Archive for the ‘Joe Biden’ category

Friends Who Are Not Friends

October 21, 2015

Recently the New York Times reported that the news media were disappointed and losing interest in Vice President Joe Biden over his apparent inability to make a decision to enter the Democrat primary. Now once again the press is on edge, “will Joe run?”

News Media interest is transparently self serving. Most recognize that Bernie Sanders cannot defeat Hillary Clinton and the rest of the Democrat field is even less threatening. With Biden, the media can look forward to animated debates and plenty of printable sound bites. With Joe in, TV time and newspaper sales go up.

And Biden’s entry could not come at a better time, the media thinks. Clinton has begun to open up her lead and has almost regained her insurmountable lead she had several months ago. For Democrats (without Biden), it’s game over, Hillary wins.

Unfortunately for Biden, the nomination will still go to Hillary should he enter the race. (His “friends” unfortunately will not tell Joe that.) With his entry, however, Biden runs the risk of ending his long political career as a “loser”, someone who ran a unnecessary race and lost. If there is any difference between a Clinton or Biden Presidency, it is tissue paper thick. Hillary and Bernie Sanders present more of a choice than a Biden-Clinton match.

So why not Joe?

The agonizing aspect for Joe Biden is he most likely believes he could beat a Donald Trump or any GOP candidate. The current cast of Republican primary candidates, save one, will speak for party positions which demographically cannot win. Donald Trump is the one candidate who can side step (look at the camera and say something else) the suicidal GOP positions on immigration, healthcare, women’s rights, and taxes.

In a Trump head to head with “just being Joe” Biden, Trump just might win, whereas against Hillary, the professional politician combined with the “first woman” label, Hillary ought to win in a walk.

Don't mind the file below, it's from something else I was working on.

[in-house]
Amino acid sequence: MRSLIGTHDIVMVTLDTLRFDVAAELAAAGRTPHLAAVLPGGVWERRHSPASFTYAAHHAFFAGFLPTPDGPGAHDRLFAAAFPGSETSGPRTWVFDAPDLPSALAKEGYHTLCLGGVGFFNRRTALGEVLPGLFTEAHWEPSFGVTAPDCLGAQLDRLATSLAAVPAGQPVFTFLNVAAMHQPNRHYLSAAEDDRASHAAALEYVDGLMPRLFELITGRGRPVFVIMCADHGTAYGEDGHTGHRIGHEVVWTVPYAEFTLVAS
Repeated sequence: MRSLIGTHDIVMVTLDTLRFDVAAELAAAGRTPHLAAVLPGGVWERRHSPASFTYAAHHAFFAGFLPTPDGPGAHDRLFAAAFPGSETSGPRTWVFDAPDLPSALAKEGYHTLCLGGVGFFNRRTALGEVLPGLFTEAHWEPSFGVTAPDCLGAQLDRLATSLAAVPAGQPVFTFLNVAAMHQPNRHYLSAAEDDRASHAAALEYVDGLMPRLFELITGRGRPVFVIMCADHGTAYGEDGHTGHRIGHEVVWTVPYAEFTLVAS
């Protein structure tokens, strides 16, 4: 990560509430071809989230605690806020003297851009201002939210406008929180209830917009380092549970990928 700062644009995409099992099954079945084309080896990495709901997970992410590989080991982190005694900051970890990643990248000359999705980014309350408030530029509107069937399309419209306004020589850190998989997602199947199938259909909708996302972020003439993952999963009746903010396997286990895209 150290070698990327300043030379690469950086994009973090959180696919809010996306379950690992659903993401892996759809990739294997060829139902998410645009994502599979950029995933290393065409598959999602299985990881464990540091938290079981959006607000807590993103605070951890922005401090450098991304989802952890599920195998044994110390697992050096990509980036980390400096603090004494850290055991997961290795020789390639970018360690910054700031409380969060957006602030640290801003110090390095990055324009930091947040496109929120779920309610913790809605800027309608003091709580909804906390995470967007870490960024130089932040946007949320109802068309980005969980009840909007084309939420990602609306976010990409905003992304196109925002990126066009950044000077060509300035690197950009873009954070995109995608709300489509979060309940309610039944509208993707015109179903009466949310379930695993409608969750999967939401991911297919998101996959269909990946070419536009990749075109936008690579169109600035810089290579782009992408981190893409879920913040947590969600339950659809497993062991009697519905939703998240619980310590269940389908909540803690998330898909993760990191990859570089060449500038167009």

Real friends should be counseling Biden that his path to the Presidency lies only against a damaged Clinton (like with an FBI indictment) or a wounded Clinton (like with a medical illness). Democrats would rush to Joe Biden.

Where are those friends?


Has Hillary Won The Nomination?

October 15, 2015

Reflecting upon Hillary Clinton’s debate performance, most new analysts have come down on the side that she either won or did substantially better than most had expected. Begrudgingly, most admit that Clinton came through the debate with very Presidential marks. Not wanting to kill the golden news goose, these same reporters and analysts quickly say that the race is not over and we must look to see how average voters react. Hmmm.

As Yogi Berra once said, “it ain’t over until it’s over”. The same is true for the Democrat Presidential primary. But think about what might be being said now had Hillary given a weak performance like President Obama did in his first debate with Mitt Romney. Questions would be flying asking whether is she too old or worn out from the Benghazi Committee investigation. But that will have to wait because Clinton did not wilt.

Strategically the biggest loser might have been Joe Biden. Had he announced his intention to run for President, he would have been on stage. And almost certainly, his entrance would have been the story and overshadowed Hillary. Instead, Biden has chosen to wait, maybe forever. In doing so he will have given Clinton a chance to shine and donors a chance to commit to her campaign leaving Biden with crumbs for donations.

Should for whatever reasons, Hillary Clinton stumble in the next few months, Biden could act as the experienced (and safe) candidate who could replace her. This situation could arise should Hillary develop a sudden health problem, for example.

Life is all about what might have been. I think for Joe Biden it is time to begin thinking about retirement and for Hillary time to think about a hate and slander filled run for President.

Is Joe Ready?

September 19, 2015

Carefully placed news leaks reported that Vice President Joe Biden is about ready to announce a run for the 2016 Democrat  Presidential nomination. Timing was somewhat vague but the middle to end of October were cited. With this move, at this time, the Democrats are handing the GOP a reprieve from the side show Republicans are offering as a process to pick their standard bearer.

So far the GOP has combined un-presidential name calling and general election un-winnable policies for a sure 2016 loss with any of the current candidates. Joe’s potential move could do something similar for the Democrats.